Journal of Religious Ethics 37 (3):419-448 (2009)

Authors
Jason Springs
University of Notre Dame
Abstract
This article makes a case for the capacity of "social practice" accounts of agency and freedom to criticize, resist, and transform systemic forms of power and domination from within the context of religious and political practices and institutions. I first examine criticisms that Michel Foucault's analysis of systemic power results in normative aimlessness, and then I contrast that account with the description of agency and innovative practice that pragmatist philosopher Robert Brandom identifies as "expressive freedom." I argue that Brandom can provide a normative trajectory for Foucault's diagnoses of power and domination, helping to resolve its apparent lack of ethical direction. I demonstrate that Foucault, in turn, presents Brandom with insights that might overcome the charges of abstraction and conservatism that his pragmatic inferentialism frequently encounters. The result is a vindication of social practice as an analytical lens for social criticism that is at once both immanent and radical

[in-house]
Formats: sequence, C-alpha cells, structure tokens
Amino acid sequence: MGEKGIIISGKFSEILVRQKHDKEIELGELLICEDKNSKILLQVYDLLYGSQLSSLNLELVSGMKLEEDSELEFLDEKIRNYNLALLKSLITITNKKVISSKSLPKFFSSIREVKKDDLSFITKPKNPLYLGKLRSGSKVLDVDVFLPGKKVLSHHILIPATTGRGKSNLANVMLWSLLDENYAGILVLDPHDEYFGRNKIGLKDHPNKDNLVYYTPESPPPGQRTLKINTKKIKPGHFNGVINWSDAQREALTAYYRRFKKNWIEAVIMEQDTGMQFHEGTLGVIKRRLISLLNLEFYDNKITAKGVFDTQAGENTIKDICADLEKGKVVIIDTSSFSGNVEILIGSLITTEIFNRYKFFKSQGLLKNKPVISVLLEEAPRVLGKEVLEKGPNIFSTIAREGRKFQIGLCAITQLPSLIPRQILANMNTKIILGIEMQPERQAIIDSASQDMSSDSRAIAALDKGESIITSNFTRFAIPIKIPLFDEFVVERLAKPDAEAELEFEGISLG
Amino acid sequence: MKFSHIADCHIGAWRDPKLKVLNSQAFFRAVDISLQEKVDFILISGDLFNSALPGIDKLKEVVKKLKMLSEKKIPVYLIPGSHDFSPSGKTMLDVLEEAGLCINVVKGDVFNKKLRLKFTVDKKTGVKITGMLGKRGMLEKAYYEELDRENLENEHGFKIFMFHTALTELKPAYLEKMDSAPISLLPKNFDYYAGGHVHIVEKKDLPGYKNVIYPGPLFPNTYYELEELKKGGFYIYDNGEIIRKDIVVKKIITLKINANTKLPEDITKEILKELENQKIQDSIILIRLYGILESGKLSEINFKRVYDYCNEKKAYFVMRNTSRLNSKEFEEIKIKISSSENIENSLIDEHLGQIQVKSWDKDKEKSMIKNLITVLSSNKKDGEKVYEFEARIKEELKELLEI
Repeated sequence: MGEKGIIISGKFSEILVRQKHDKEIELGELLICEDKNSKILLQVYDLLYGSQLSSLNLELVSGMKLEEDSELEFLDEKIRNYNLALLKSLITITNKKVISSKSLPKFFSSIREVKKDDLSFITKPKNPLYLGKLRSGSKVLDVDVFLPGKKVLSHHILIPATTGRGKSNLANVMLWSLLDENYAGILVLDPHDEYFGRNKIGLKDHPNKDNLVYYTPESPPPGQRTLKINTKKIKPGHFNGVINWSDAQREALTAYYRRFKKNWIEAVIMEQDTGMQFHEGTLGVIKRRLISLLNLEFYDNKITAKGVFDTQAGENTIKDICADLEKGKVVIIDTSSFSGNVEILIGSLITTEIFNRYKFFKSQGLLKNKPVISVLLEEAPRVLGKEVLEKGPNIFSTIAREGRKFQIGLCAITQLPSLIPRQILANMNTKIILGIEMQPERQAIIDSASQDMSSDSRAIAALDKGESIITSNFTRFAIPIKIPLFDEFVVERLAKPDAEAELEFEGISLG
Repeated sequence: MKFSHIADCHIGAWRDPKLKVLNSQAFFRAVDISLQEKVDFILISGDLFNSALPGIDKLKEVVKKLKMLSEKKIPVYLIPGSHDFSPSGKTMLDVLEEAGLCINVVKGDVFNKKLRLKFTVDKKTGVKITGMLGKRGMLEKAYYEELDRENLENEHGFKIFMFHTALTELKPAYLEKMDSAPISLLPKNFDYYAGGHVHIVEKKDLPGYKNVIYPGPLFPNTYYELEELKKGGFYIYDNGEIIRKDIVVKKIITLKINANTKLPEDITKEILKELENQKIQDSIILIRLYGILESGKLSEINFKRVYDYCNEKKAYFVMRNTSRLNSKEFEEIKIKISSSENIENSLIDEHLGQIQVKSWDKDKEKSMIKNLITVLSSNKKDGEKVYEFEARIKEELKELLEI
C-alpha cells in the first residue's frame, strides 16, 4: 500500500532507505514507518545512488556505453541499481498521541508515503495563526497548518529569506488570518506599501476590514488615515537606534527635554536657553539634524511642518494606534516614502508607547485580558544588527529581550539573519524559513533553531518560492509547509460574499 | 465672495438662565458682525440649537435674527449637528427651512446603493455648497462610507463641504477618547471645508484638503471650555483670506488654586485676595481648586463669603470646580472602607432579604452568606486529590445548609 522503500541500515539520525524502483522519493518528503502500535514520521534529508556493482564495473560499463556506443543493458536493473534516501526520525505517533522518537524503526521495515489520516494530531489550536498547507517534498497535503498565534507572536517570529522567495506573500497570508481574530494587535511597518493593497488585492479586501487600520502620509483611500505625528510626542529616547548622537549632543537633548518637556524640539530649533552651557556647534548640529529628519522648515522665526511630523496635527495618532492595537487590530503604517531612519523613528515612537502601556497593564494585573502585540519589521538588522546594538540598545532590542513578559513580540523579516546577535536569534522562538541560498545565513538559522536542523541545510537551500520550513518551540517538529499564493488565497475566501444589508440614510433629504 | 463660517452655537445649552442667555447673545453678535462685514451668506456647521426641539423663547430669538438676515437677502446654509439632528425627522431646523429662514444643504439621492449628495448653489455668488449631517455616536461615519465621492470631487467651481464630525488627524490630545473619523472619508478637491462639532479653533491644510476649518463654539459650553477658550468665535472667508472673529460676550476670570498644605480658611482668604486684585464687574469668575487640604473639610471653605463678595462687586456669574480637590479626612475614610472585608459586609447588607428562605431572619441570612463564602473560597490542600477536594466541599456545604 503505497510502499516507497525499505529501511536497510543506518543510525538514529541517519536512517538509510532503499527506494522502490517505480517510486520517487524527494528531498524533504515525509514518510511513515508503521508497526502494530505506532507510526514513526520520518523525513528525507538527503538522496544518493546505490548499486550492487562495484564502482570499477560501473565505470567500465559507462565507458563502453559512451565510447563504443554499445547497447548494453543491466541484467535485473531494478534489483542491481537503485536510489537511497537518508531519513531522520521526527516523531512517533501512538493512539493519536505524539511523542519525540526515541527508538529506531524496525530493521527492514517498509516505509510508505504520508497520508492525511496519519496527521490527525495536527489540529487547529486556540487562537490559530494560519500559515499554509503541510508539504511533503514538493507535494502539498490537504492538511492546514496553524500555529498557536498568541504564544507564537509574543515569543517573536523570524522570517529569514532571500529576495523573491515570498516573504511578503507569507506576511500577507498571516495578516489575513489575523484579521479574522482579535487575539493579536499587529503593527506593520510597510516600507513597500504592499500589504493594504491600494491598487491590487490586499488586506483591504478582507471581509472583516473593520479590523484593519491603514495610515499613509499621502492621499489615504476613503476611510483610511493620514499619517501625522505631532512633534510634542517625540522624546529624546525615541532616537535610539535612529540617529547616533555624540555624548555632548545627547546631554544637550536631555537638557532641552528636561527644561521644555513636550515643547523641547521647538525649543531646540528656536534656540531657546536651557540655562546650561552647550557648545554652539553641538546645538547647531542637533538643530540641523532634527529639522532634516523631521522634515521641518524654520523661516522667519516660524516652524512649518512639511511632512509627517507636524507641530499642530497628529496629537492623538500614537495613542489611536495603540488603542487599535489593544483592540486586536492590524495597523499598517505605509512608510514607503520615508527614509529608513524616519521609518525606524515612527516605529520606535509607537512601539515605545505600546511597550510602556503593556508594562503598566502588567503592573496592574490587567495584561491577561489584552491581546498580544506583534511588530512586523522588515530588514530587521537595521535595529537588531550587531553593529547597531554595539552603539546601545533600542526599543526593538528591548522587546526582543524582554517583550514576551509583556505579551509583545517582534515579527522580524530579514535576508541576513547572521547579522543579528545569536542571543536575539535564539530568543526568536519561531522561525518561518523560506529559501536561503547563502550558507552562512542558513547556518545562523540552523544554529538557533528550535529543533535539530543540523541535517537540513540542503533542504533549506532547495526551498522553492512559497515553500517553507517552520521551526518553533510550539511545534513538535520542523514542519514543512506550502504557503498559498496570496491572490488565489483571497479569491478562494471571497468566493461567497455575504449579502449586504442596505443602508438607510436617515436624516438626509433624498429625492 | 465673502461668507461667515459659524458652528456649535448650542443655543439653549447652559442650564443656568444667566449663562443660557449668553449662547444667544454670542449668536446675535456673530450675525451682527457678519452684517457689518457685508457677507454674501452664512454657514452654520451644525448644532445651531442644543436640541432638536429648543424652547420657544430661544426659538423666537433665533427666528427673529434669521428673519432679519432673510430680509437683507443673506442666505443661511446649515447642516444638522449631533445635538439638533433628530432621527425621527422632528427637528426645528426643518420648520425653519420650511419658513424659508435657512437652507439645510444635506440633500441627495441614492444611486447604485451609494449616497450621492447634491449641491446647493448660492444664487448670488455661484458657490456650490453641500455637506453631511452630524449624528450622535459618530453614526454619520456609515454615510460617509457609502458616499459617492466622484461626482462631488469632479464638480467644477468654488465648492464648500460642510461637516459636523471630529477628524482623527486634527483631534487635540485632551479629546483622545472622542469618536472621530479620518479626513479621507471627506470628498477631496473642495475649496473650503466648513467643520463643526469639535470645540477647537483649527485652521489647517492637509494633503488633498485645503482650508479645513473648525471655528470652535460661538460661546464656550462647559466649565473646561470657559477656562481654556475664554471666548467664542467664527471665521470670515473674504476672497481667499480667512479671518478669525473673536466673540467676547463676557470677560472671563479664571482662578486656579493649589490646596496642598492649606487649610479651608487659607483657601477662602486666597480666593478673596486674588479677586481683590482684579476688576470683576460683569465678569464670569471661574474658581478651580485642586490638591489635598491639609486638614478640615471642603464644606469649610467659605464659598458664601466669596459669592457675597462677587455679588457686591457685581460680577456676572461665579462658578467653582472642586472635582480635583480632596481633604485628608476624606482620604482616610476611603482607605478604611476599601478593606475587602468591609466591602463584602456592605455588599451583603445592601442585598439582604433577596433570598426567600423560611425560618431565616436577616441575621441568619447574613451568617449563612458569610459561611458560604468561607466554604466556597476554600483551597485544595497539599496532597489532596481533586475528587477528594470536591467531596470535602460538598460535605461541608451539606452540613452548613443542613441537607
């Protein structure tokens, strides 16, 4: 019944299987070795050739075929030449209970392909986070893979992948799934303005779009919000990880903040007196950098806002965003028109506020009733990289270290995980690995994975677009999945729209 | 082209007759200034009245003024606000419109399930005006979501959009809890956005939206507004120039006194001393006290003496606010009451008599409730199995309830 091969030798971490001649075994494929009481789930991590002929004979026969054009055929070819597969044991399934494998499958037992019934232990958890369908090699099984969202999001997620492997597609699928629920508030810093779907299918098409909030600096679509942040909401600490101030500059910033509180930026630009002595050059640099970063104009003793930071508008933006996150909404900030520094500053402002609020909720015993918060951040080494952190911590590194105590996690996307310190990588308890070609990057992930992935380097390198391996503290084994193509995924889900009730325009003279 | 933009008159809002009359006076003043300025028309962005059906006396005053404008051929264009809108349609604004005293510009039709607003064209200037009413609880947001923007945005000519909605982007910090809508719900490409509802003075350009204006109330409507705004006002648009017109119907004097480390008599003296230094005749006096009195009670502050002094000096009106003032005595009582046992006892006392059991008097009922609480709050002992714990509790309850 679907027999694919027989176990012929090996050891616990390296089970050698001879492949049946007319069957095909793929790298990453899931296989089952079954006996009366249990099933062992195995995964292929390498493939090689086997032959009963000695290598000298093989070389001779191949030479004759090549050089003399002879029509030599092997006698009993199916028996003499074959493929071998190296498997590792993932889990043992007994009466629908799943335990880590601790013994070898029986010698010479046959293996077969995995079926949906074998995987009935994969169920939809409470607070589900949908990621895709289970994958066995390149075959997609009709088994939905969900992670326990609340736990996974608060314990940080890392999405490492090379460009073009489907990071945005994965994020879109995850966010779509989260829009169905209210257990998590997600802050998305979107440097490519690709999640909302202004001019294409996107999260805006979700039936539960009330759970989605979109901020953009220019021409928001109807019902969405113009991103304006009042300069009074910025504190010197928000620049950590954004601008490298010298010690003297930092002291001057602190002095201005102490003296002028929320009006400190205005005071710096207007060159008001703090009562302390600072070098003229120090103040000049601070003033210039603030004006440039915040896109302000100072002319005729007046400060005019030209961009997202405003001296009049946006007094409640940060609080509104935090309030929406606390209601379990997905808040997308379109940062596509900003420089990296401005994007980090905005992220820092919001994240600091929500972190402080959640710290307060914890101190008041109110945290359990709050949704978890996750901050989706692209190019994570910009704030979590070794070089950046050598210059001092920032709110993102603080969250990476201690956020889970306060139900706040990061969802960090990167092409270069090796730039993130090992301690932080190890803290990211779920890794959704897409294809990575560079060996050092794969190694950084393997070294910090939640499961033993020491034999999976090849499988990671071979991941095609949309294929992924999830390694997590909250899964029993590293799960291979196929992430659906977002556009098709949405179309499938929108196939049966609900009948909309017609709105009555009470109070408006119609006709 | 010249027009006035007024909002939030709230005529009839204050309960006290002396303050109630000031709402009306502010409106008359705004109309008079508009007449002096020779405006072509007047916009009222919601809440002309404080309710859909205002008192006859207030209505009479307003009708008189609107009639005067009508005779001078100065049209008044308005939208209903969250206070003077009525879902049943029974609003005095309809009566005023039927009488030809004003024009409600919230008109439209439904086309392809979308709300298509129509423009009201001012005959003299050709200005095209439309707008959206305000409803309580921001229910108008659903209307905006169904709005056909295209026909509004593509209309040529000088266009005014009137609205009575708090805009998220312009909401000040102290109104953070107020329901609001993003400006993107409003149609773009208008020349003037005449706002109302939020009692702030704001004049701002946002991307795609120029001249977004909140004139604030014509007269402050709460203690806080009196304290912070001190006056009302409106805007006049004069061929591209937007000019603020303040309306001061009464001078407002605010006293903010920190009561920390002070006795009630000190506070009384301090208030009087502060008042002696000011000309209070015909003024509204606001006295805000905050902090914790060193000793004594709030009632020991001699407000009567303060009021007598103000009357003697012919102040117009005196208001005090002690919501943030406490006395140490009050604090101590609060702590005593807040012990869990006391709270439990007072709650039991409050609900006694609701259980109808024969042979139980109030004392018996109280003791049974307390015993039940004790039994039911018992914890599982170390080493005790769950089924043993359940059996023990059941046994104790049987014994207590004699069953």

Keywords Brandom  expressive freedom  pragmatism  social practice  Audre Lorde  democracy  immanent criticism  Foucault
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DOI 10.1111/j.1467-9795.2009.00393.x
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References found in this work BETA

Science, Perception and Reality.Wilfrid Sellars (ed.) - 1963 - New York: Humanities Press.
Political Liberalism.J. Rawls - 1995 - Tijdschrift Voor Filosofie 57 (3):596-598.

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Citations of this work BETA

Justice, Virtue, and Power in Democratic Conflict.Rosemary Kellison - 2020 - Journal of Religious Ethics 48 (2):279-288.

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